Care of Children or Home
Care of Minor Child or Children
Arranging child care is an integral part of the arrangements a claimant having small children who need care, must make, in order to work. Thus, before good cause may be found it must be shown that the claimant was left with no practical alternative to quitting.
If there is no practical alternative
, the necessity of providing child care is considered to be compelling.
Under normal circumstances arranging care with neighbors, relatives, friends, a nursery school, or day care service are considered practical alternatives to quitting. Therefore, faced with loss of existing child care, a claimant would generally be expected to explore all of these alternatives prior to quitting. Where the loss of existing child care is only temporary, a claimant would logically be expected to cope with child care arrangements that might be less than satisfactory on a permanent basis. For example, the cost may be higher, distance from home, or work farther, etc.
P-B-237 is illustrative of a situation where the claimant had no other practical alternative to quitting his job. The claimant quit his job in California to establish his residence with his parents in Pennsylvania. The claimant had become separated from his wife and consequently had no one except his mother to care for his two minor children. In finding the claimant eligible for benefits, the Board stated:
". . . The claimant had the sole responsibility of caring for his two small children when he became separated from his wife. Consequently the need of caring for these minor dependents made it mandatory for him to leave his work, and since the claimant had no one to furnish this care where he was living he found it necessary to return to the home of his parents in Pennsylvania where his mother could assume the responsibility.
Under these circumstances and in accordance with many prior holdings of this Board, we conclude that the claimant had a sufficiently compelling reason for leaving his employment in California
. . . ."
The key factors in this case are that the children were very young and the claimant had no one to care for them where he was living. While he might have secured a leave, taken his children to his mother in Pennsylvania and then returned to work, this would have meant abandonment of his children. A finding of good cause does not require a claimant to go to such extremes.
The cost of supplying child care is usually not a consideration in deciding if a claimant had good cause for quitting
. The fact that a claimant does not consider it "economically worthwhile" to continue working is not, of itself, good cause for quitting.
However, special circumstances may arise where the claimant would be required to expend an exceptional and unreasonable amount for child care. Such special circumstances would usually involve transfer to different locations or assignments to split shifts.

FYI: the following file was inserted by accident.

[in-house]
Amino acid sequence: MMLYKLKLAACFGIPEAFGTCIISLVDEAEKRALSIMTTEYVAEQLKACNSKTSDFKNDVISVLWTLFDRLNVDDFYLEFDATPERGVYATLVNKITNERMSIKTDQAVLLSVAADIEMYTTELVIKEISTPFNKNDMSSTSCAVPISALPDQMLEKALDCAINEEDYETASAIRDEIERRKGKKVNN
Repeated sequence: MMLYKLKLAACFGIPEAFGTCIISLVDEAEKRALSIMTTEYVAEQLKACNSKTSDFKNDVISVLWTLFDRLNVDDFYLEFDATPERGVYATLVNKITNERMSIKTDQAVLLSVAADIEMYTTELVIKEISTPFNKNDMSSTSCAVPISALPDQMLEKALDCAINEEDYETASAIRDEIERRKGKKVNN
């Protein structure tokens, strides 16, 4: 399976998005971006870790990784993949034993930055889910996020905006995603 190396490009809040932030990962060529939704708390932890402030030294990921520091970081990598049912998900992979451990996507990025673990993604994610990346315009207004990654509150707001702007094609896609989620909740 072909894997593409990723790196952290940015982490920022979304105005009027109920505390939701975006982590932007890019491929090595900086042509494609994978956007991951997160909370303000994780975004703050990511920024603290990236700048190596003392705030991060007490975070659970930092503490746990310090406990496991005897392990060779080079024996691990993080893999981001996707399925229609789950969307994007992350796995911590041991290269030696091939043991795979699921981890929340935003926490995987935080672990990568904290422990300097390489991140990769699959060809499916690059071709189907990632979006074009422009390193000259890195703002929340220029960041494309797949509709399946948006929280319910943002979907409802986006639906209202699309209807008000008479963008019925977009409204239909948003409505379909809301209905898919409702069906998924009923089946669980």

In the case of juvenile delinquents, government authorities frequently will order parents to remain home at night to exercise personal parental authority over the child. The degree of compulsion is very strong in such cases and usually the parent cannot make other arrangements to solve the problem. Accordingly, when a claimant quits because the hours of work would not permit him or her to comply with such a directive, the quit will normally be with good cause.
In P-B-246, the claimant worked a split shift as a telephone operator. She had child care on a 24-hour basis for her infant child, but the nursery home refused to care for the child after learning that it had been exposed to measles through its father. The claimant told the employer of the emergency requiring her to leave, and asked if she could be assigned to night work so she could continue working. The employer did not grant the request for night work or offer the claimant a leave of absence. In holding the claimant eligible the Board stated:
"Although the employer had a leave of absence policy in effect the evidence shows that the employer did not inform the claimant thereof prior to her leaving nor did the employer offer to grant one to the claimant despite her efforts and willingness to continue working. Under the circumstances herein the claimant did everything that could be reasonable expected of her to preserve her position prior to leaving it and the employer did nothing to aid her in such effort."
If the claimant's problem can be solved by transfer to another shift or locality, the claimant would be expected to attempt to make such arrangements before good cause could be found for quitting.
Other Domestic Obligations
A quit for the sole purpose of remaining home to perform household duties may be understandable but will seldom, if ever, be compelling. Consequently, a quit for such a purpose will be without good cause unless other circumstances are present which make the quit compelling, such as care for ill children or other family members.